Dominant silverback Makara, of Habinyanja group in Bwindi Impenetrable National Park, was severely injured after a fight with a wild gorilla group on May 3rd. With wounds on his wrists, hands, face and back of head, the silverback was left exhausted and in need of a veterinary assessment. Dr. Fred trekked to the group on May 4th and 5th to observe and treat the silverback. Here is his report:

“The Bwindi Park warden contacted me after Makara was severely injured in a fight on Friday May 3rd. In addition to his many wounds, the silverback was reportedly not feeding and spending ample amounts of time lying on the ground. After meeting with the Warden and Bwindi trackers to discuss the case, I trekked to the group on May 4th to assess his condition and on May 5th for a medical intervention.

Silverback Makara’s injury on his left eye.

We found Habinyanja group in thick primary forest on the first day, in the Ntungamo area of the park, at an altitude of 1792 meters. Trackers reported that the group had been feeding less and moved in dissaray without Makara’s leadership and control. On the first day, Makara was found with his group, resting on his back with both wrists and legs raised. He licked the wound on his left hand from time to time. He turned onto his stomach as if he wanted to move, but could not rest his hands comfortably on the ground. His body appearance was fair, but his stomach appeared to be almost empty.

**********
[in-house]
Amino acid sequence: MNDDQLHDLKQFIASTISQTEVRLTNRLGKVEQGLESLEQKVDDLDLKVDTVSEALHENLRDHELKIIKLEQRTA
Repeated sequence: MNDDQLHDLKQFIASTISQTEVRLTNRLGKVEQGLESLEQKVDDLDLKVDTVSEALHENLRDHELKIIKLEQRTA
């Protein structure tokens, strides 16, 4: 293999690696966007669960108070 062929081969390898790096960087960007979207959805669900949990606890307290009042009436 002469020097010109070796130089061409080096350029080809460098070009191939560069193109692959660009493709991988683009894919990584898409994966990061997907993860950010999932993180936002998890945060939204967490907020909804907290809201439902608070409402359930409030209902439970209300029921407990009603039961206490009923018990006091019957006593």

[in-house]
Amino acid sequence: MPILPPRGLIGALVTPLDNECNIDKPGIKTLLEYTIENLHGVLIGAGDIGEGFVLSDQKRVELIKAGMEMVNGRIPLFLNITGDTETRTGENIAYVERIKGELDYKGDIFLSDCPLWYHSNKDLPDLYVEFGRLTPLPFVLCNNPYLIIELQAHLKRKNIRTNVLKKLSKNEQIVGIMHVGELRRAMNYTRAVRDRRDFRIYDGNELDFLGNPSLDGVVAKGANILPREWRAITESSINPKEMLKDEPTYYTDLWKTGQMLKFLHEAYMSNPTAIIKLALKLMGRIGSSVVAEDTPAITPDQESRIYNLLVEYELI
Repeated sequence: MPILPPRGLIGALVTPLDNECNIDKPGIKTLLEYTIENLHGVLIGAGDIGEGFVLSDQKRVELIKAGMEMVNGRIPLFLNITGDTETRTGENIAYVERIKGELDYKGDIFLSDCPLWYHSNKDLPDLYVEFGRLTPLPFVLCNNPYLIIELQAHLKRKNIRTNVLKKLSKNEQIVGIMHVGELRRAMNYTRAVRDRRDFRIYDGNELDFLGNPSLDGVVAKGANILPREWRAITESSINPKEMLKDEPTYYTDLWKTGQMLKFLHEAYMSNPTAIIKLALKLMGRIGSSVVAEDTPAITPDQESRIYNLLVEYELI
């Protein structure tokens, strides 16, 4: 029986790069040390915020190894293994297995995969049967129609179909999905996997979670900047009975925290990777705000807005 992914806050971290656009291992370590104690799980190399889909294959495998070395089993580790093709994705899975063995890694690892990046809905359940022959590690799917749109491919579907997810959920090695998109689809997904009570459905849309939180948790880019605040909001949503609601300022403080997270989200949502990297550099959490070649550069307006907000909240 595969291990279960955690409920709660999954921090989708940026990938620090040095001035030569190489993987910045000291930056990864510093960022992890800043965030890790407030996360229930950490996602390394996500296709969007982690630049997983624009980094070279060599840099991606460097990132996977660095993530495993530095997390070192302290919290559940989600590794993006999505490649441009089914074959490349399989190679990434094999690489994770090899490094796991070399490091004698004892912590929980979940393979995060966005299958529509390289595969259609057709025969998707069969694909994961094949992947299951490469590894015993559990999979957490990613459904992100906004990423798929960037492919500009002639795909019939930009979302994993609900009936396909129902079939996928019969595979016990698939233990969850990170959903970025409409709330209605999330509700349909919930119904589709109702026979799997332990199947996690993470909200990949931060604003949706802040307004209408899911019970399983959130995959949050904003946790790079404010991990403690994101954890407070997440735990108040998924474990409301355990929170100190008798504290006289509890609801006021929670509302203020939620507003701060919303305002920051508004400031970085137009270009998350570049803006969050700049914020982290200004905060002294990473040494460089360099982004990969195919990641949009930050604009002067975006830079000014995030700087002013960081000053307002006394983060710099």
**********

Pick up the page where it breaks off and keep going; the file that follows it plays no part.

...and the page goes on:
Silverback Makara’s stomach appeared empty during the first day of observation.

He was alert, but his level of activity was not good. He moved a few meters and stopped during the first day of assessment. He could not use his left limb during travel at all. Several of his injuries were open bite wounds, with raw, swollen edges. The wounds were dispersed all over his head, shoulders, back and left hand and wrist. Additionally, he had a large wound on the left eyelid, above the left ear, on the scalp and right cheek. The injuries gave off a slightly bad smell, indicating that infection may have been setting in. 

Severe bite wounds on the back of Makara’s head were beginning to get infected.

On the second day of assessment he had failed to catch up with his moving group. He was not actively feeding and his group members had left him behind, lying on the ground. A medical intervention was clearly necessary if Makara was going to recover from these extensive injuries. However, because the group had already moved on without him, full immobilization for a medical intervention was not preferred. Instead, I made the decision to dart him with an antibiotic (Ceftriaxone) and an anti-inflammatory/pain killer medication (Ketoprofen) to fight the infection in his wounds, alleviate pain, and speed up his healing. 

Trackers reported that the following day, Monday, May 6th, that Makra had joined up with his group members. He was observed actively feeding, but his stomach was not full yet. Trackers will continue to closely monitor Makara’s continued recovery and report any abnormal behavior if it should arise.”

You can follow the Gorilla Doctors health monitoring efforts on our Facebook page, where we post photos and notes from our monthly visits.

Please consider supporting us by making a secure online donation. Every dollar you give goes to directly supporting our gorilla health programs and One Health initiative. Thank you for your generosity.